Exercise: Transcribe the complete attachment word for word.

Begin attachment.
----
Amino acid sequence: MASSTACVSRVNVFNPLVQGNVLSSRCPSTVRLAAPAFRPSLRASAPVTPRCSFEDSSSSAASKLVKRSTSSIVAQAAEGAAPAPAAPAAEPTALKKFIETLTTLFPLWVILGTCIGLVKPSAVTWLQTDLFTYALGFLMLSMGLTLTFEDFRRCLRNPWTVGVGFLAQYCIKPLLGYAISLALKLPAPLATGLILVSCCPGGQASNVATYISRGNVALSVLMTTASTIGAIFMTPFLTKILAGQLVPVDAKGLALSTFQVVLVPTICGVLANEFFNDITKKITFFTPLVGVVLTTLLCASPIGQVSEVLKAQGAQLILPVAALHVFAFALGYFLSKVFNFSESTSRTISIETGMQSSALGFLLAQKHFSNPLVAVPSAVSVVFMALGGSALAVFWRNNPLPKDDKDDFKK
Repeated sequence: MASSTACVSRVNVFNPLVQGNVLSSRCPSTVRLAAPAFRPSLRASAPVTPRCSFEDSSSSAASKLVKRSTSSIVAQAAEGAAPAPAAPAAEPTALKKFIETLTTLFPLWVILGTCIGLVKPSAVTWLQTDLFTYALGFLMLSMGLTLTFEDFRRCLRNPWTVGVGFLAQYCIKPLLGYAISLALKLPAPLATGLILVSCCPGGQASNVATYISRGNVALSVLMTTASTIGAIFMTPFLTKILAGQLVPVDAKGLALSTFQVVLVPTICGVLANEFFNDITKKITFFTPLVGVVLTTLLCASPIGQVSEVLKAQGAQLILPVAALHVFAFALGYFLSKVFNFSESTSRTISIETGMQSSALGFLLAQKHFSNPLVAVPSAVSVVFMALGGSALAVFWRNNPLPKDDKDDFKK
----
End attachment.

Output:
Amino acid sequence: MASSTACVSRVNVFNPLVQGNVLSSRCPSTVRLAAPAFRPSLRASAPVTPRCSFEDSSSSAASKLVKRSTSSIVAQAAEGAAPAPAAPAAEPTALKKFIETLTTLFPLWVILGTCIGLVKPSAVTWLQTDLFTYALGFLMLSMGLTLTFEDFRRCLRNPWTVGVGFLAQYCIKPLLGYAISLALKLPAPLATGLILVSCCPGGQASNVATYISRGNVALSVLMTTASTIGAIFMTPFLTKILAGQLVPVDAKGLALSTFQVVLVPTICGVLANEFFNDITKKITFFTPLVGVVLTTLLCASPIGQVSEVLKAQGAQLILPVAALHVFAFALGYFLSKVFNFSESTSRTISIETGMQSSALGFLLAQKHFSNPLVAVPSAVSVVFMALGGSALAVFWRNNPLPKDDKDDFKK
Repeated sequence: MASSTACVSRVNVFNPLVQGNVLSSRCPSTVRLAAPAFRPSLRASAPVTPRCSFEDSSSSAASKLVKRSTSSIVAQAAEGAAPAPAAPAAEPTALKKFIETLTTLFPLWVILGTCIGLVKPSAVTWLQTDLFTYALGFLMLSMGLTLTFEDFRRCLRNPWTVGVGFLAQYCIKPLLGYAISLALKLPAPLATGLILVSCCPGGQASNVATYISRGNVALSVLMTTASTIGAIFMTPFLTKILAGQLVPVDAKGLALSTFQVVLVPTICGVLANEFFNDITKKITFFTPLVGVVLTTLLCASPIGQVSEVLKAQGAQLILPVAALHVFAFALGYFLSKVFNFSESTSRTISIETGMQSSALGFLLAQKHFSNPLVAVPSAVSVVFMALGGSALAVFWRNNPLPKDDKDDFKK